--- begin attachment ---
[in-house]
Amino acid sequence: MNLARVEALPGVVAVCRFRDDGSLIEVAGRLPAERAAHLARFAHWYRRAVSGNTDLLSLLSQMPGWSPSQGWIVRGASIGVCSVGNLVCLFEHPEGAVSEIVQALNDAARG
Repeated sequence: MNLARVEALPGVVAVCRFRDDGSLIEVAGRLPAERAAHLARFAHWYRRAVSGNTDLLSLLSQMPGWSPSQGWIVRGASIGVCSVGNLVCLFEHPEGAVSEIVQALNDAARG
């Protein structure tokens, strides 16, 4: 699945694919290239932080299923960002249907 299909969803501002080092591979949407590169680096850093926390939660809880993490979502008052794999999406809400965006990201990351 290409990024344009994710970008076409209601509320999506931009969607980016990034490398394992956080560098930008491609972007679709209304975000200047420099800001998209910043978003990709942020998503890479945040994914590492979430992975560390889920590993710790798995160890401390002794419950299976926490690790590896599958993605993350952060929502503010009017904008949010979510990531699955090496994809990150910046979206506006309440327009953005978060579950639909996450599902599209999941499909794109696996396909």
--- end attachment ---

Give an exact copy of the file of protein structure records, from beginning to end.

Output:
[in-house]
Amino acid sequence: MNLARVEALPGVVAVCRFRDDGSLIEVAGRLPAERAAHLARFAHWYRRAVSGNTDLLSLLSQMPGWSPSQGWIVRGASIGVCSVGNLVCLFEHPEGAVSEIVQALNDAARG
Repeated sequence: MNLARVEALPGVVAVCRFRDDGSLIEVAGRLPAERAAHLARFAHWYRRAVSGNTDLLSLLSQMPGWSPSQGWIVRGASIGVCSVGNLVCLFEHPEGAVSEIVQALNDAARG
């Protein structure tokens, strides 16, 4: 699945694919290239932080299923960002249907 299909969803501002080092591979949407590169680096850093926390939660809880993490979502008052794999999406809400965006990201990351 290409990024344009994710970008076409209601509320999506931009969607980016990034490398394992956080560098930008491609972007679709209304975000200047420099800001998209910043978003990709942020998503890479945040994914590492979430992975560390889920590993710790798995160890401390002794419950299976926490690790590896599958993605993350952060929502503010009017904008949010979510990531699955090496994809990150910046979206506006309440327009953005978060579950639909996450599902599209999941499909794109696996396909």